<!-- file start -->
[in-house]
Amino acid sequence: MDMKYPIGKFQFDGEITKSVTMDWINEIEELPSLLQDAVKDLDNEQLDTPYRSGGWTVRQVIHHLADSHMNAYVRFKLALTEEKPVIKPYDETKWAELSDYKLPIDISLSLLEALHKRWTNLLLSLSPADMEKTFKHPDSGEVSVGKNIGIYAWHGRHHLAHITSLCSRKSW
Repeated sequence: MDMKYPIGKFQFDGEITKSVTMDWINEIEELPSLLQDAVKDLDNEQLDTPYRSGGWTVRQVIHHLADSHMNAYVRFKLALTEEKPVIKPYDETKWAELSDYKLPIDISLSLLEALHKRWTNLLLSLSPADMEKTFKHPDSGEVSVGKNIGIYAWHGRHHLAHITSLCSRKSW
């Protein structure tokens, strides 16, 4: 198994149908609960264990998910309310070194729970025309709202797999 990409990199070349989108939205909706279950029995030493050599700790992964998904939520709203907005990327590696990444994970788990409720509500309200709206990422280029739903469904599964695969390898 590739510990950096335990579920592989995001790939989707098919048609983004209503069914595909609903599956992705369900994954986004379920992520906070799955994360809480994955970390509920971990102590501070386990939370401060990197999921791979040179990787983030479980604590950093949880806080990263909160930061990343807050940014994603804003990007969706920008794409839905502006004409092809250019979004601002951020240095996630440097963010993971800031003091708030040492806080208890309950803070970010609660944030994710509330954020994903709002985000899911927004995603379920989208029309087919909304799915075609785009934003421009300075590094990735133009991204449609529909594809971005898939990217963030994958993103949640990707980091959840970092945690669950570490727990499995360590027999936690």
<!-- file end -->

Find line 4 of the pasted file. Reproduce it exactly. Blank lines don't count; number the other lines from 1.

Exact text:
């Protein structure tokens, strides 16, 4: 198994149908609960264990998910309310070194729970025309709202797999 990409990199070349989108939205909706279950029995030493050599700790992964998904939520709203907005990327590696990444994970788990409720509500309200709206990422280029739903469904599964695969390898 590739510990950096335990579920592989995001790939989707098919048609983004209503069914595909609903599956992705369900994954986004379920992520906070799955994360809480994955970390509920971990102590501070386990939370401060990197999921791979040179990787983030479980604590950093949880806080990263909160930061990343807050940014994603804003990007969706920008794409839905502006004409092809250019979004601002951020240095996630440097963010993971800031003091708030040492806080208890309950803070970010609660944030994710509330954020994903709002985000899911927004995603379920989208029309087919909304799915075609785009934003421009300075590094990735133009991204449609529909594809971005898939990217963030994958993103949640990707980091959840970092945690669950570490727990499995360590027999936690």